September 17, 2020 by Inderjit Singh Chahal
Stochastic Process Part 1 - Introduction to Stochastic Processes
In this part 1, we will look at getting a better understanding of a stochastic process, in the next one we will look at some practical implementations to build on this understanding to solve some real-world problems.
What is a Stochastic Process
Wikipedia defines a stochastic process as a mathematical object that is defined by a family of random variables.
A better way to look at it would be
It is a collection of random “events”, each happening with either fixed or varying probabilities, over a given time
where events can be a single experiment or a cluster of them, for example: Tossing a coin is an event, as we will have a measurable outcome out of the same.
In fact, a good example of a stochastic process can be coin tosses happening over a period of time, say we do 100 coin tosses in 100 minutes. The process of these coin tosses will be a discrete stochastic process, where events will be individual coin tosses.
In this particular implementation, we will try and understand this simple stochastic process or Random walk and in the next one, we will see how they are used to model things like stock movements, particle behavior in solutions, etc.
Creating a discrete stochastic process
Let’s take into consideration the mathematics of a simple experiment, the rules of the experiment are as follows:
There are two players, one X, and the other Y
- Each takes a turn to flip a fair coin.
- Before flipping this coin, each one bets one dollar(only because it sounds cool) on the outcome.
- If we get heads X wins all the money (1 dollar of Y and takes back his own dollar as well), similarly, if we get tails Y takes all the money.
- The game will go on until X wins 50 dollars or lose 50 dollars
Now since we know that the “events” are simple fair coin tosses, we can easily deduce that the probability of each event to be heads or tails is
½ or 0.5
We also know that this process is done over a certain period of time, let us take the time to be presented by variable t.
We further know from our definition that a stochastic process can be represented as a function of time, and each time step is independent of all the previous occurrences (each coin toss is independent and is not influenced by the results of the previous results). Therefore we can represent this stochastic process as:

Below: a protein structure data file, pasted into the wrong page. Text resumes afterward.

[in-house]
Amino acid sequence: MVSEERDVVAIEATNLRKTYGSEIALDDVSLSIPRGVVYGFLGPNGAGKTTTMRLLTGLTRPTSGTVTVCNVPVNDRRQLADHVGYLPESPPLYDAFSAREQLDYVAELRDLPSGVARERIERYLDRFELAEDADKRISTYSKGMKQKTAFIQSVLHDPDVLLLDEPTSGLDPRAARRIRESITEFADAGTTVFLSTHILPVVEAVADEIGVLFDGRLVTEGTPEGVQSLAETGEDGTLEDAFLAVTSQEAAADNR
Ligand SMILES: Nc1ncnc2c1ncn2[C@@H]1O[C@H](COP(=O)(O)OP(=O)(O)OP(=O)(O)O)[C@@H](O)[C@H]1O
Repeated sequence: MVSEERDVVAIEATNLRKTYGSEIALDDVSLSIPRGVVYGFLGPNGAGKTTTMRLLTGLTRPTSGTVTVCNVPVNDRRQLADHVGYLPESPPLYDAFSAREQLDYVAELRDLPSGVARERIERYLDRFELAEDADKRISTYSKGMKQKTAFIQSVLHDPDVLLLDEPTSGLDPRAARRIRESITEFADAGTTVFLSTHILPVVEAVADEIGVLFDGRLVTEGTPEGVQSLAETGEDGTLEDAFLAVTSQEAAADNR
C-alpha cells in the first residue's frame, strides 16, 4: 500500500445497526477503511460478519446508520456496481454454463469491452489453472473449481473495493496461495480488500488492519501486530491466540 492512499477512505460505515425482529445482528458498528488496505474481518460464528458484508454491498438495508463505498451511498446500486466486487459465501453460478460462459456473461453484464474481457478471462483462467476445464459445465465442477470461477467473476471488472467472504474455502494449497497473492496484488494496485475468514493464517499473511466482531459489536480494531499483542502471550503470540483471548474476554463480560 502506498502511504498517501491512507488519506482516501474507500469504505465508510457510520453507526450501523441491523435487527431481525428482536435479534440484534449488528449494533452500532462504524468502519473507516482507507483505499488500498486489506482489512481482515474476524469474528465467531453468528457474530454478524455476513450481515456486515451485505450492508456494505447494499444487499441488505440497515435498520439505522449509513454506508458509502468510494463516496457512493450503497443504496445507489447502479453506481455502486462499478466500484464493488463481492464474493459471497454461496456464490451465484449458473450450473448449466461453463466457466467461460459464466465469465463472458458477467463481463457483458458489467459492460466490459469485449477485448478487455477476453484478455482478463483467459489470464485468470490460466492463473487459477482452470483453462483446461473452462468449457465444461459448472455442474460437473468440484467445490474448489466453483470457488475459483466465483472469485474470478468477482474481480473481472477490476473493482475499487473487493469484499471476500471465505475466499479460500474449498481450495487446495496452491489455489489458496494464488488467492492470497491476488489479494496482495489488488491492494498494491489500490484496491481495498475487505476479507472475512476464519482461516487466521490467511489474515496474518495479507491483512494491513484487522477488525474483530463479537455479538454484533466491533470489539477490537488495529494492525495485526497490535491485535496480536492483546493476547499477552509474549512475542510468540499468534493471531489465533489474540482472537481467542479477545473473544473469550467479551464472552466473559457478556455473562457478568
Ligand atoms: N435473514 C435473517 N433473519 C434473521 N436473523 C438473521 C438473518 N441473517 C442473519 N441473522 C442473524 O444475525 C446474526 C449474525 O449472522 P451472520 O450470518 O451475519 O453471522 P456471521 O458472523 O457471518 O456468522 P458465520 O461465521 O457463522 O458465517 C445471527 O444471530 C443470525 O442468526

Understanding the formula
Let’s dissect this formula real quick.
At any given time after starting initially at zero, we will be in any one of the three states:
We are back at 0, meaning, x has won as many times as y.
We can be at a point above 0, meaning x has won more times than y.
We can be at a point below 0, meaning x has lost more times than y.
Now at any given time t, we will be in either one of these stages, represented by the part f(t - 1 ) meaning all the events that have happened until the previous time step, now although our state depends on the previous states(meaning if we are above or below 0), what happens at time t within the event is independent. (The coin toss is still fair with probability ½ ).
In light of the same we can either win 1 dollar meaning we can have f ( t - 1 ) + 1 (with chances of the same happening being ½ ) or we can loose 1 dollar meaning we can have f ( t - 1 ) - 1 (with chances of the same happening being ½ )
Simulating the same with python
The same is understood better by this simple simulation of this process where we present the earnings/losses of x when playing this particular game.
Now doesn’t this thing looks like something? for those of you who follow, these moves exactly look similar to a stock, so can we use stochastic process to map the outcome of stocks? Well, stay tuned to look for answers in the next one in this series.
The code to get the simulation running is accessible here
**The title image is from coursera